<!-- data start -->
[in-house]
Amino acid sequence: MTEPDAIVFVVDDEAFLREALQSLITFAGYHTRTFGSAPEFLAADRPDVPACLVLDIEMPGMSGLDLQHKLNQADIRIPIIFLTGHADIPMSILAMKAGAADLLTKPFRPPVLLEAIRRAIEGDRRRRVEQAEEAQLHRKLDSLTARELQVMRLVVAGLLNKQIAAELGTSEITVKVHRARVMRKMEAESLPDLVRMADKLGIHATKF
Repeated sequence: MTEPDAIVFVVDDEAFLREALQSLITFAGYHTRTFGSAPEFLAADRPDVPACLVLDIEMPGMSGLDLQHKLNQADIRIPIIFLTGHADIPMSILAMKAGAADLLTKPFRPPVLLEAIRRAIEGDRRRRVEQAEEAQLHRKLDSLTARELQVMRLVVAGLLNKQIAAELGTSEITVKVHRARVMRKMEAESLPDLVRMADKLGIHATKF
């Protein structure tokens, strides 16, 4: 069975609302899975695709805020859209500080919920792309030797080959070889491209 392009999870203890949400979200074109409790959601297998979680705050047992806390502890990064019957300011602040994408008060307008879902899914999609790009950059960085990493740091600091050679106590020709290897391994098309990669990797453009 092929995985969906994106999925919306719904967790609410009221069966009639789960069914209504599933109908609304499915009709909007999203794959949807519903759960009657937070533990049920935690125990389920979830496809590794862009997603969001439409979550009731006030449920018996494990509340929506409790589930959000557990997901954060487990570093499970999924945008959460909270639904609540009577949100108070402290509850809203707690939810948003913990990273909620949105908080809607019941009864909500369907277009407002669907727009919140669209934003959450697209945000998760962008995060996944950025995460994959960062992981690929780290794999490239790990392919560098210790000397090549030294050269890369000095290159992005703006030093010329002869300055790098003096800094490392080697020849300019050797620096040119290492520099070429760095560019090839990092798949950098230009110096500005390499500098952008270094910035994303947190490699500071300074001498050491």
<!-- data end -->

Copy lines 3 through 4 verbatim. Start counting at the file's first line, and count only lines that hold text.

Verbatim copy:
Repeated sequence: MTEPDAIVFVVDDEAFLREALQSLITFAGYHTRTFGSAPEFLAADRPDVPACLVLDIEMPGMSGLDLQHKLNQADIRIPIIFLTGHADIPMSILAMKAGAADLLTKPFRPPVLLEAIRRAIEGDRRRRVEQAEEAQLHRKLDSLTARELQVMRLVVAGLLNKQIAAELGTSEITVKVHRARVMRKMEAESLPDLVRMADKLGIHATKF
């Protein structure tokens, strides 16, 4: 069975609302899975695709805020859209500080919920792309030797080959070889491209 392009999870203890949400979200074109409790959601297998979680705050047992806390502890990064019957300011602040994408008060307008879902899914999609790009950059960085990493740091600091050679106590020709290897391994098309990669990797453009 092929995985969906994106999925919306719904967790609410009221069966009639789960069914209504599933109908609304499915009709909007999203794959949807519903759960009657937070533990049920935690125990389920979830496809590794862009997603969001439409979550009731006030449920018996494990509340929506409790589930959000557990997901954060487990570093499970999924945008959460909270639904609540009577949100108070402290509850809203707690939810948003913990990273909620949105908080809607019941009864909500369907277009407002669907727009919140669209934003959450697209945000998760962008995060996944950025995460994959960062992981690929780290794999490239790990392919560098210790000397090549030294050269890369000095290159992005703006030093010329002869300055790098003096800094490392080697020849300019050797620096040119290492520099070429760095560019090839990092798949950098230009110096500005390499500098952008270094910035994303947190490699500071300074001498050491």